- October 4, 2013
- Posted by: Dave Kurlan
- Category: Understanding the Sales Force
Some companies need to validate our validation. Objective Management Group (OMG) uses Predictive Validity – the most time-consuming and expensive form of validation. Unlike simpler methods of validation, Predictive Validity requires that we prove a connection to on-the-job performance. The challenge is that our predictive validity is so good, some people just don’t believe it and they want to revalidate it themselves.
One of the companies that insisted on validating our validation is moving forward with a license to hire 200 salespeople using our Sales Candidate Assessment. I’ll share the results of their own validation:
They conducted a 7-day pilot and hired 23 salespeople.
Our assessment recommended 13 of them, and did not recommend 10. They reported that 9 of the 10 hired (who were not recommended) failed, and that 12 of the 13 (who were recommended) succeeded. How do those numbers compare to our historical statistics?
Historically, 75% of the candidates we don’t recommend, who somehow get hired anyway, fail inside of 6 months. In this pilot, 90% of the candidates that were not recommended failed.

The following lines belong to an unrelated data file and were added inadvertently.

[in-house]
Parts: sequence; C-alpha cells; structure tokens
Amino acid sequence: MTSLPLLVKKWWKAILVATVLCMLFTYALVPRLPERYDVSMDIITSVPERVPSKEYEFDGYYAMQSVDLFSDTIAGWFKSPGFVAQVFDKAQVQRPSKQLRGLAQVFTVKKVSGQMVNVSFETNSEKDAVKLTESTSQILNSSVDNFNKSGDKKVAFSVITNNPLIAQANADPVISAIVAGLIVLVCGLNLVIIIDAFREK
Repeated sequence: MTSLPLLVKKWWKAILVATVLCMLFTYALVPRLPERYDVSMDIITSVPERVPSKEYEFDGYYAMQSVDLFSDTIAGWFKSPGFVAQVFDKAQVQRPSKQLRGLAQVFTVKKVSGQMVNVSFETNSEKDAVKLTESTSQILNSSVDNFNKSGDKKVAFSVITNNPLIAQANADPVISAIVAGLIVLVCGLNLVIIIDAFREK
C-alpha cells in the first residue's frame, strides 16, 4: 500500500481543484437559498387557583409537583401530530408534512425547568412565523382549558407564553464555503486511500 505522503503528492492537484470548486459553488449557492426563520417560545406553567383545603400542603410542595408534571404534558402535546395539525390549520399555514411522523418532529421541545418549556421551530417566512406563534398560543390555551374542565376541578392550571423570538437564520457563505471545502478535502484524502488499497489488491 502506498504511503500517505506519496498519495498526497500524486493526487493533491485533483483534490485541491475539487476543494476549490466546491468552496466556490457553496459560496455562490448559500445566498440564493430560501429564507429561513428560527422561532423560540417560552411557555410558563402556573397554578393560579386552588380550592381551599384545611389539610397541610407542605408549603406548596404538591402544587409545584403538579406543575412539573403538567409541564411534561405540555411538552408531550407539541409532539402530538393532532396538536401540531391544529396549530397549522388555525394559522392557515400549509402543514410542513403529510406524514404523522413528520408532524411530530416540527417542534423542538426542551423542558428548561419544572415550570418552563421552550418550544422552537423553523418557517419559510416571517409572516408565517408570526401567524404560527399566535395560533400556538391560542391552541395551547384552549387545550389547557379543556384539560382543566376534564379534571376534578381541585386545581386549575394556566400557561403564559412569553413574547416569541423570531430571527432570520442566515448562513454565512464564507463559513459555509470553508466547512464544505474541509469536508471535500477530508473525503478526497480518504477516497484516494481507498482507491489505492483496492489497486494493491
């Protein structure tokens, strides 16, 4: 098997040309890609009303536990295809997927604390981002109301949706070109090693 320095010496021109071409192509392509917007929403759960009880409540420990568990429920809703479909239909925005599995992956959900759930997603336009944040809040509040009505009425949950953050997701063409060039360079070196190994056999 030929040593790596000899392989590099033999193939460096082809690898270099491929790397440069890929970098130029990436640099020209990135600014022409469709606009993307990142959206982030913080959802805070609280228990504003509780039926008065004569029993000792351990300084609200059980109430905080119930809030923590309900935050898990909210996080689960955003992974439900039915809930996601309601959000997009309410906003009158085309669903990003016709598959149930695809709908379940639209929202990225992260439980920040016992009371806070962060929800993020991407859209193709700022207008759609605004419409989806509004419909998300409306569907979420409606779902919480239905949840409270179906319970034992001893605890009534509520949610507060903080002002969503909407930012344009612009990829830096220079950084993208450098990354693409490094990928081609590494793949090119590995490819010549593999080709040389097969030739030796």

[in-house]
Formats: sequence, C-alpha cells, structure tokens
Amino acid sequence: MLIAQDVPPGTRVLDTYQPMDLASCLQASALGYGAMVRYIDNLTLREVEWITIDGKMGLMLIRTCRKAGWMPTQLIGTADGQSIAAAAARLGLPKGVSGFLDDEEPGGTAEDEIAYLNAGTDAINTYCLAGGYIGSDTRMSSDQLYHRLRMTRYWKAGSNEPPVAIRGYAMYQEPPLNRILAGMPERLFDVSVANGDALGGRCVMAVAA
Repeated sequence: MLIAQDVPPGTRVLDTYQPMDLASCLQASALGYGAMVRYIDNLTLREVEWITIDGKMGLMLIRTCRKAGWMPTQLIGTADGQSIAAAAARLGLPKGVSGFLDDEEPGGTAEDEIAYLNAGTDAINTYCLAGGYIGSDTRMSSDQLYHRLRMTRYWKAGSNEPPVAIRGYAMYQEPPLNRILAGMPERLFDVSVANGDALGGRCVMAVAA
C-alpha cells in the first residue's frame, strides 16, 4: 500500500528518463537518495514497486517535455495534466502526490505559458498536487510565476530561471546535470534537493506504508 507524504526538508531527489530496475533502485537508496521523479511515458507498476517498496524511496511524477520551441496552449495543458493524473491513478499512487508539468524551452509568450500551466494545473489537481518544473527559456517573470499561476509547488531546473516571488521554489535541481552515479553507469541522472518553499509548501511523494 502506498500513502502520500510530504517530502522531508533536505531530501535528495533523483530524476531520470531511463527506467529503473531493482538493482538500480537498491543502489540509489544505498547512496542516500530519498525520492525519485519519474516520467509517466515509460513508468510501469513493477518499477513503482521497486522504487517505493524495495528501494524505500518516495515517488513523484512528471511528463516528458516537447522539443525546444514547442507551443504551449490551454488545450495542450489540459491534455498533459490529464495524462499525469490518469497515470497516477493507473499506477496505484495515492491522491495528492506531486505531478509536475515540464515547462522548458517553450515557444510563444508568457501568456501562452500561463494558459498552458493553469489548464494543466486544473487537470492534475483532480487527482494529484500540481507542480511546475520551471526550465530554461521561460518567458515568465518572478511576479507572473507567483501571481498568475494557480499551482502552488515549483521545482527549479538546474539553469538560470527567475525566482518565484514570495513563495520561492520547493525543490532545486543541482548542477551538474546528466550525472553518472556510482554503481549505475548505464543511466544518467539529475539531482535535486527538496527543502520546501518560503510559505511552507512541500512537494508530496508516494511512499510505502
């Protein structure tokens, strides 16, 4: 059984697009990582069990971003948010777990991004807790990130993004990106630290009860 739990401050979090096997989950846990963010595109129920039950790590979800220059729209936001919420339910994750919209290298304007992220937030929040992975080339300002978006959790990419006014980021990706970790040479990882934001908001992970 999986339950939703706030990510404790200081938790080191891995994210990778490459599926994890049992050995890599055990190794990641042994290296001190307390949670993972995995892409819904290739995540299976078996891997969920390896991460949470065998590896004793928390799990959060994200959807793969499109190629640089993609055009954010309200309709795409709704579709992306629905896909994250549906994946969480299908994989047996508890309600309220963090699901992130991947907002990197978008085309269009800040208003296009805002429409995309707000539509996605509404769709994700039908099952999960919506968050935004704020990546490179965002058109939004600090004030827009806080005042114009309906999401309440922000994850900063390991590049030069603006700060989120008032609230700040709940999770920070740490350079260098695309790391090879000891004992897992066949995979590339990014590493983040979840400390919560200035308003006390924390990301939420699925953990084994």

Historically, 92% of the candidates we do recommend, who eventually get hired, succeed. In this pilot, their success rate was also 92%.
Does it always work out like this? Of course not. Some companies just don’t have the right sales management, sales process and systems in place so even the best candidates can fail or leave. On the other hand, some companies, who have been using our processes, systems and tools for a while, consistently exceed these results.
The most common scenario where companies wish to do their own validation is when they are located overseas. Despite the fact that our expansion overseas began more than a decade ago, some companies located outside of the US don’t believe that a US-based tool will work in their country. They have cultural differences to be sure, but those are more about relationships and the proper times and appropriate ways for people to interact in business settings. Selling and what it takes for salespeople to succeed doesn’t actually vary from culture to culture.
Some countries lack selling sophistication – they’re way behind – and are still selling very transactionally. But if the company is ready to change, and their markets are ready for them to change, then they must be able to select salespeople who can make those changes as well.
Validation is an interesting process and if you look into it, you’ll find that none of the personality or behavioral styles assessments use predictive validity because there simply isn’t a correlation between their findings and on-the-job performance.